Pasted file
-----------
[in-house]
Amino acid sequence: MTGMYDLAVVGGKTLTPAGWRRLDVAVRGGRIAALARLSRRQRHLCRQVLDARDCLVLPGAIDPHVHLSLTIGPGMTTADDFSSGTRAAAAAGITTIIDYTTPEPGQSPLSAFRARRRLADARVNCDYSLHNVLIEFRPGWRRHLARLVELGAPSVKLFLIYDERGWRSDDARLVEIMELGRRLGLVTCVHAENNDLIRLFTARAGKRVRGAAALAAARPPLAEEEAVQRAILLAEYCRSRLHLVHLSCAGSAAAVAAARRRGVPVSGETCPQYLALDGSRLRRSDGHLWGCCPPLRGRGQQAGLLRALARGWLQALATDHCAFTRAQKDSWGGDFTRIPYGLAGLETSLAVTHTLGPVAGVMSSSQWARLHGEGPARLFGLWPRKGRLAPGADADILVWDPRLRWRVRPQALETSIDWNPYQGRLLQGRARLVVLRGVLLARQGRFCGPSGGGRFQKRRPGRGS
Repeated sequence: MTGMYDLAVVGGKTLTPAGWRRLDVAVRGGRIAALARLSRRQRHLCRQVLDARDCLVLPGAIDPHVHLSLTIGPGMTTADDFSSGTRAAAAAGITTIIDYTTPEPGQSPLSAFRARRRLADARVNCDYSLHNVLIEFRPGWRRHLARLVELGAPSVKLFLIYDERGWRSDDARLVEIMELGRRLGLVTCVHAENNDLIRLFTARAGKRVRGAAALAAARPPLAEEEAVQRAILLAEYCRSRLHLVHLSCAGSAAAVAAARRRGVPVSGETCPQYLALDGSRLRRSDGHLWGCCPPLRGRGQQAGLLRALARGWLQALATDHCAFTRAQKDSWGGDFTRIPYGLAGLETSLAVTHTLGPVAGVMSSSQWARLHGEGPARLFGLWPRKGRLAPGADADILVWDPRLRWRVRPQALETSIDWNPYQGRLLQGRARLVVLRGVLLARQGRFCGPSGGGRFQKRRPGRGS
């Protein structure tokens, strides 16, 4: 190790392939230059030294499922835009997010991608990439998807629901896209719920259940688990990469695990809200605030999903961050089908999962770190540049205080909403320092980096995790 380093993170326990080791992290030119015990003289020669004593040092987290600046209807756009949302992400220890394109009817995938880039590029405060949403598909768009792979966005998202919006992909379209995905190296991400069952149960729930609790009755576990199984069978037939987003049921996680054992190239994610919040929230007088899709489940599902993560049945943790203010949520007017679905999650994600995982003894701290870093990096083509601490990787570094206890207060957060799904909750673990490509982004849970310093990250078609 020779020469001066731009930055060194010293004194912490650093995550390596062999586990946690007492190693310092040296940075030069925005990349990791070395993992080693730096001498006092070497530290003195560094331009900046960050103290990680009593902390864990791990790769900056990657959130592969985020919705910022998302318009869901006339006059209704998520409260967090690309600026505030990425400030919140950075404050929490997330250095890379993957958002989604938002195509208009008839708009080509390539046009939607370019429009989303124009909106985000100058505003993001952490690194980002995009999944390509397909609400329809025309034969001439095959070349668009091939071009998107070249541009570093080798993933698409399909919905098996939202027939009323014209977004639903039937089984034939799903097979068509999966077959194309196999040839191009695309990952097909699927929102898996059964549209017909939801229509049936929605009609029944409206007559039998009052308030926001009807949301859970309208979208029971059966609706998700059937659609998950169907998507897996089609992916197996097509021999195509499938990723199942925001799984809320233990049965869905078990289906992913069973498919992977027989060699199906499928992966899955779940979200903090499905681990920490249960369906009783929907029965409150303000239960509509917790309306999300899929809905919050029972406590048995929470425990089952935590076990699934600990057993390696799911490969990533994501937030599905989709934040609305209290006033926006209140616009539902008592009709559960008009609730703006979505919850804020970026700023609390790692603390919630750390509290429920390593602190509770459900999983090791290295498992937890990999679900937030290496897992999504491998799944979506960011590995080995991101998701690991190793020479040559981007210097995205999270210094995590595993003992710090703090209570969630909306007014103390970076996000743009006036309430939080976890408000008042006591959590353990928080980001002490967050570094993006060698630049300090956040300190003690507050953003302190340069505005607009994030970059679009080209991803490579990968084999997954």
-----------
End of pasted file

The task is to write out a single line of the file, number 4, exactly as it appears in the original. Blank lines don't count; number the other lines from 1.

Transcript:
């Protein structure tokens, strides 16, 4: 190790392939230059030294499922835009997010991608990439998807629901896209719920259940688990990469695990809200605030999903961050089908999962770190540049205080909403320092980096995790 380093993170326990080791992290030119015990003289020669004593040092987290600046209807756009949302992400220890394109009817995938880039590029405060949403598909768009792979966005998202919006992909379209995905190296991400069952149960729930609790009755576990199984069978037939987003049921996680054992190239994610919040929230007088899709489940599902993560049945943790203010949520007017679905999650994600995982003894701290870093990096083509601490990787570094206890207060957060799904909750673990490509982004849970310093990250078609 020779020469001066731009930055060194010293004194912490650093995550390596062999586990946690007492190693310092040296940075030069925005990349990791070395993992080693730096001498006092070497530290003195560094331009900046960050103290990680009593902390864990791990790769900056990657959130592969985020919705910022998302318009869901006339006059209704998520409260967090690309600026505030990425400030919140950075404050929490997330250095890379993957958002989604938002195509208009008839708009080509390539046009939607370019429009989303124009909106985000100058505003993001952490690194980002995009999944390509397909609400329809025309034969001439095959070349668009091939071009998107070249541009570093080798993933698409399909919905098996939202027939009323014209977004639903039937089984034939799903097979068509999966077959194309196999040839191009695309990952097909699927929102898996059964549209017909939801229509049936929605009609029944409206007559039998009052308030926001009807949301859970309208979208029971059966609706998700059937659609998950169907998507897996089609992916197996097509021999195509499938990723199942925001799984809320233990049965869905078990289906992913069973498919992977027989060699199906499928992966899955779940979200903090499905681990920490249960369906009783929907029965409150303000239960509509917790309306999300899929809905919050029972406590048995929470425990089952935590076990699934600990057993390696799911490969990533994501937030599905989709934040609305209290006033926006209140616009539902008592009709559960008009609730703006979505919850804020970026700023609390790692603390919630750390509290429920390593602190509770459900999983090791290295498992937890990999679900937030290496897992999504491998799944979506960011590995080995991101998701690991190793020479040559981007210097995205999270210094995590595993003992710090703090209570969630909306007014103390970076996000743009006036309430939080976890408000008042006591959590353990928080980001002490967050570094993006060698630049300090956040300190003690507050953003302190340069505005607009994030970059679009080209991803490579990968084999997954």